MILWAUKEE — Former Milwaukee Police Chief Alfonso Morales told WTMJ Radio on Tuesday he is "ready to come back to work" and said he even called the city this morning to get access to his old email account. But Morales seemed unsure if the city will reinstate him to police chief.
Morales was demoted to captain amid tensions with the Milwaukee Fire and Police Commission last year. He then retired from the force and has since been fighting to get a settlement and his old job as police chief back.
Just last week, a Milwaukee judge ruled in Morales' favor by ordering the city to reinstate Morales to his former position - unless a settlement is reached. Milwaukee County Judge Chris Foley argued there was no due process when Morales was demoted. Foley ruled the city has 45 days to negotiate a settlement.
Morales' interview Tuesday evening on Wisconsin's Afternoon News with John Mercure on Newsradio 620 WTMJ is the first time Morales has spoken publicly since last week's ruling.
While Morales did not shed any light on how the city might respond to the ruling, he said he is eager to resume leading Wisconsin's largest police department. And he focused on what he calls injustice displayed on the part of the city towards him.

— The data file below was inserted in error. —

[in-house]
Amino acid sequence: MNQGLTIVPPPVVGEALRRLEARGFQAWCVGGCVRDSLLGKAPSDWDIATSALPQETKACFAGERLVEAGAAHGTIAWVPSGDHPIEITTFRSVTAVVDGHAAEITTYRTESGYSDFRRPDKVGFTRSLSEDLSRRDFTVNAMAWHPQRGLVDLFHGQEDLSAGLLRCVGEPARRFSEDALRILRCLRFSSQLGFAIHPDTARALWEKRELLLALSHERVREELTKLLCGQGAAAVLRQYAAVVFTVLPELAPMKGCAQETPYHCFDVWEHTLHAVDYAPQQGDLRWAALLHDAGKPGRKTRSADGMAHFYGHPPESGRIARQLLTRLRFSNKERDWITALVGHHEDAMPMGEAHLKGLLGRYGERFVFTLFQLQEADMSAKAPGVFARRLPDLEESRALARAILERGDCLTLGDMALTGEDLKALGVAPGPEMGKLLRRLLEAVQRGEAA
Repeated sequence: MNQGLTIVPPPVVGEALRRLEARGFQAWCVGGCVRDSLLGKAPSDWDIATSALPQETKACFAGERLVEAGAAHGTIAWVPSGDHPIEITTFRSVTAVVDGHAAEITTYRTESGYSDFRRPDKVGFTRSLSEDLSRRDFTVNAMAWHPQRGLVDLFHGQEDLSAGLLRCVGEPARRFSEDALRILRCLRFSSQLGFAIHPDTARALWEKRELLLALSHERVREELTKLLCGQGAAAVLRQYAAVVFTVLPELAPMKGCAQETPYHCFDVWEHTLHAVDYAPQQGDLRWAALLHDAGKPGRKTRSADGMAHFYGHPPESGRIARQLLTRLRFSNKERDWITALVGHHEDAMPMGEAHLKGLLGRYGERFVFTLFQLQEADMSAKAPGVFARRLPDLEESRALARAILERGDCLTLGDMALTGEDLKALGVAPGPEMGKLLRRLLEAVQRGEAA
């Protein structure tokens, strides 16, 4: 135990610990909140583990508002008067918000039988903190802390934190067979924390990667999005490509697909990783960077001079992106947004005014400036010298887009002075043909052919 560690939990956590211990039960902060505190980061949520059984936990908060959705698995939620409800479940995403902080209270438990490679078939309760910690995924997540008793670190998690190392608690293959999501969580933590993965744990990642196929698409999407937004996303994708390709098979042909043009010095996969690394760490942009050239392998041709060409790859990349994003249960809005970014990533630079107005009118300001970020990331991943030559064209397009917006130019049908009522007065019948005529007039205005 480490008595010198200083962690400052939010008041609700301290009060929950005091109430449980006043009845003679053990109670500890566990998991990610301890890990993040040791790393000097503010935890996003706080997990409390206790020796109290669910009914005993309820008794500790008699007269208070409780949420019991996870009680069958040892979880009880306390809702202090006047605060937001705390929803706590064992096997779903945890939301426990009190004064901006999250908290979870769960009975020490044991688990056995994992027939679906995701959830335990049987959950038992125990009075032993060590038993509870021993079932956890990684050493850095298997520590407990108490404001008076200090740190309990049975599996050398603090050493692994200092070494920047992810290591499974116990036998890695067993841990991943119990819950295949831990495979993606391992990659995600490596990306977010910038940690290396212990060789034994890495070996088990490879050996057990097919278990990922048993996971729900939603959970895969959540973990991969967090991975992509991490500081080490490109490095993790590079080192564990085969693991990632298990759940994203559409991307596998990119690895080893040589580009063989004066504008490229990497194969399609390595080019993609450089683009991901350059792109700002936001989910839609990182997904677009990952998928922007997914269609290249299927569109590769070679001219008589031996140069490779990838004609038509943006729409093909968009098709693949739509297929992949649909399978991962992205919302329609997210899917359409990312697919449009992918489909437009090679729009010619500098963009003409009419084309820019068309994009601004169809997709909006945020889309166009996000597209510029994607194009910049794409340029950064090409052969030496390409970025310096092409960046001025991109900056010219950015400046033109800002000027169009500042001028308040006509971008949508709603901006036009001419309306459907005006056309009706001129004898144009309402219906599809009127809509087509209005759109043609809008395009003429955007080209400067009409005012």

"If that's the card they want to play, I'm ready to come back. It has to be done. I don't know if they realize what they have done. My biggest thing is why has the city taken this stance. Especially during a time when civil rights is a hot topic. And the city has taken this stance towards me, it's just distasteful at the minimum," Morales said.
Morales also described his dismissal as part of a backlash against police.
"This was a national movement to really attack law enforcement and put law enforcement back," Morales said.
"They basically took me out of the position of office and shot me," Morales said of the FPC's decision to demote him.
Nathaniel Cade, the attorney representing the City of Milwaukee and the Fire and Police Commission, said before Foley's court last week that "We agreed there was not due process. He's now said 'I'm done I don't want to serve as captain. I don't want to deal with the city of Milwaukee.' You don't get to after the fact say 'I've changed my mind.'"
The FPC has put on hold its search for a new police chief. In two votes, the commission was gridlocked between the two top candidates, Hoyt Mahaley and Malik Aziz.
Jeffrey Norman was named Acting Police Chief last December when former Acting Police Chief Michael Brunson Sr. retired from the police department.